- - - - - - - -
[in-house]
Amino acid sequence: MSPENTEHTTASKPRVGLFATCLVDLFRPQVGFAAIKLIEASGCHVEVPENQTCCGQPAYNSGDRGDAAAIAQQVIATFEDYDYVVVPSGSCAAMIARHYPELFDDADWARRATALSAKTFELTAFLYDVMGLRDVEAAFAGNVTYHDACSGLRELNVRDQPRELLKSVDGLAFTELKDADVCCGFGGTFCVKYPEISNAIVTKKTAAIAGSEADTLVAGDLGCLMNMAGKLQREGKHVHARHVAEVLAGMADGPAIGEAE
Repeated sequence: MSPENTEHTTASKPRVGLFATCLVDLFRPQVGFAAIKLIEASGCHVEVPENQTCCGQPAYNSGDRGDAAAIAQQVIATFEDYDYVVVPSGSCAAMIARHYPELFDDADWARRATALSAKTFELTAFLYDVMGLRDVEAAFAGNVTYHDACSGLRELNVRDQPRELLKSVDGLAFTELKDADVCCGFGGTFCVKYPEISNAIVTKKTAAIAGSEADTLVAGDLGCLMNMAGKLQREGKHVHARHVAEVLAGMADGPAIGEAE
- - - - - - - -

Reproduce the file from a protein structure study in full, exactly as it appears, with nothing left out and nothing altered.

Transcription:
[in-house]
Amino acid sequence: MSPENTEHTTASKPRVGLFATCLVDLFRPQVGFAAIKLIEASGCHVEVPENQTCCGQPAYNSGDRGDAAAIAQQVIATFEDYDYVVVPSGSCAAMIARHYPELFDDADWARRATALSAKTFELTAFLYDVMGLRDVEAAFAGNVTYHDACSGLRELNVRDQPRELLKSVDGLAFTELKDADVCCGFGGTFCVKYPEISNAIVTKKTAAIAGSEADTLVAGDLGCLMNMAGKLQREGKHVHARHVAEVLAGMADGPAIGEAE
Repeated sequence: MSPENTEHTTASKPRVGLFATCLVDLFRPQVGFAAIKLIEASGCHVEVPENQTCCGQPAYNSGDRGDAAAIAQQVIATFEDYDYVVVPSGSCAAMIARHYPELFDDADWARRATALSAKTFELTAFLYDVMGLRDVEAAFAGNVTYHDACSGLRELNVRDQPRELLKSVDGLAFTELKDADVCCGFGGTFCVKYPEISNAIVTKKTAAIAGSEADTLVAGDLGCLMNMAGKLQREGKHVHARHVAEVLAGMADGPAIGEAE